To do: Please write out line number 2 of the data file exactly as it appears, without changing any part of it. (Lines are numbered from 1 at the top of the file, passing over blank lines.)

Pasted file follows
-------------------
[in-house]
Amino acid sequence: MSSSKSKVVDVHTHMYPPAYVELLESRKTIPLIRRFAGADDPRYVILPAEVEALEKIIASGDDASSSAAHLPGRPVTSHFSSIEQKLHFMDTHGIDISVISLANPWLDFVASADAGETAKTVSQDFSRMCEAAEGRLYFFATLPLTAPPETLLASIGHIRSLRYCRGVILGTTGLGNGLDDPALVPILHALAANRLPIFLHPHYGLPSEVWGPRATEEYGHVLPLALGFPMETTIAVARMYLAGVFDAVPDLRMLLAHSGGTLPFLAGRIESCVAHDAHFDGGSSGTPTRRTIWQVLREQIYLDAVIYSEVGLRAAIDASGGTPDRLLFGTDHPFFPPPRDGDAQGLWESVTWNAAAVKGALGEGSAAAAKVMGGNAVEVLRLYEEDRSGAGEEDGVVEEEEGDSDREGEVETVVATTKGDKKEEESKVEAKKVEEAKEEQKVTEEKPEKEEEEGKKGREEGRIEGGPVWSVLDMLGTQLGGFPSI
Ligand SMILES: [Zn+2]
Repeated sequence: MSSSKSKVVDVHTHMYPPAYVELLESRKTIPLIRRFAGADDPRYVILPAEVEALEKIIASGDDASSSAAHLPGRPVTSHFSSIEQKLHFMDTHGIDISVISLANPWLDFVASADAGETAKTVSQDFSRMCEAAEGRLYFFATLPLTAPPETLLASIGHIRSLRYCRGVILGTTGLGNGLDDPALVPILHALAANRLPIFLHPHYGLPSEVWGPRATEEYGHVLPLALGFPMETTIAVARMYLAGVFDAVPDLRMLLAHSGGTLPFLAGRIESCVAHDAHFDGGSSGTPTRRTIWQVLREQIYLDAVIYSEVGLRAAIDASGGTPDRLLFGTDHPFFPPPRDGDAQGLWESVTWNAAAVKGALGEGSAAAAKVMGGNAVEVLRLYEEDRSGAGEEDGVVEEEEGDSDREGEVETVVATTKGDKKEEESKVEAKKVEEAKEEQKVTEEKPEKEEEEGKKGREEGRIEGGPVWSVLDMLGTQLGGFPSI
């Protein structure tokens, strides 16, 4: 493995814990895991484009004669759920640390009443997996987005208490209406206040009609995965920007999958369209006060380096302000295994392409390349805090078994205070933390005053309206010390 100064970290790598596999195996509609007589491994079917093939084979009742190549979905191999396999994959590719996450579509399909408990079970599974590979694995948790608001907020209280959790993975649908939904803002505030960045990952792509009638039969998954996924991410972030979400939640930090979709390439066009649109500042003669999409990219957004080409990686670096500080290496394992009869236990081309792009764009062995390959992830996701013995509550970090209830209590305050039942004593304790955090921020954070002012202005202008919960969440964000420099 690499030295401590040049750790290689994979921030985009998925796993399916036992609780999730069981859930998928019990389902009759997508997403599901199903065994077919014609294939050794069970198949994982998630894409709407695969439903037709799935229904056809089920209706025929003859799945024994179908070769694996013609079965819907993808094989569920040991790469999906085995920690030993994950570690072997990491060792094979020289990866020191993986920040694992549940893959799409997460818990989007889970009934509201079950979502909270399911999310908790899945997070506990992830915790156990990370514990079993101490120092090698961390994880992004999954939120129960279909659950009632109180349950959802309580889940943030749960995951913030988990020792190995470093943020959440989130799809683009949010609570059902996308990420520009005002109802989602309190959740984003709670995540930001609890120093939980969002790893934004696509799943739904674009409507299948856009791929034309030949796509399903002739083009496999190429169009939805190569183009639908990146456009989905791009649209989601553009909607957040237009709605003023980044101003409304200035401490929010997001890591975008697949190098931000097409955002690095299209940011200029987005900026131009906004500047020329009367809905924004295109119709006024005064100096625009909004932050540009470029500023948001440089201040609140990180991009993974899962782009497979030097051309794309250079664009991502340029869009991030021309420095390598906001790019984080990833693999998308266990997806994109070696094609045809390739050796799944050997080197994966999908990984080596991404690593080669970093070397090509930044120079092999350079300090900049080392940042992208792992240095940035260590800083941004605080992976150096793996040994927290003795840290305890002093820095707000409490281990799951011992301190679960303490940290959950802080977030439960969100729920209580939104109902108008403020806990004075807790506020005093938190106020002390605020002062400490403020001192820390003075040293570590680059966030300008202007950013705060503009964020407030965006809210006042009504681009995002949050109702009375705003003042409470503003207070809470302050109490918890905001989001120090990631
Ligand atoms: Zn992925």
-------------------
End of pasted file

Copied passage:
Amino acid sequence: MSSSKSKVVDVHTHMYPPAYVELLESRKTIPLIRRFAGADDPRYVILPAEVEALEKIIASGDDASSSAAHLPGRPVTSHFSSIEQKLHFMDTHGIDISVISLANPWLDFVASADAGETAKTVSQDFSRMCEAAEGRLYFFATLPLTAPPETLLASIGHIRSLRYCRGVILGTTGLGNGLDDPALVPILHALAANRLPIFLHPHYGLPSEVWGPRATEEYGHVLPLALGFPMETTIAVARMYLAGVFDAVPDLRMLLAHSGGTLPFLAGRIESCVAHDAHFDGGSSGTPTRRTIWQVLREQIYLDAVIYSEVGLRAAIDASGGTPDRLLFGTDHPFFPPPRDGDAQGLWESVTWNAAAVKGALGEGSAAAAKVMGGNAVEVLRLYEEDRSGAGEEDGVVEEEEGDSDREGEVETVVATTKGDKKEEESKVEAKKVEEAKEEQKVTEEKPEKEEEEGKKGREEGRIEGGPVWSVLDMLGTQLGGFPSI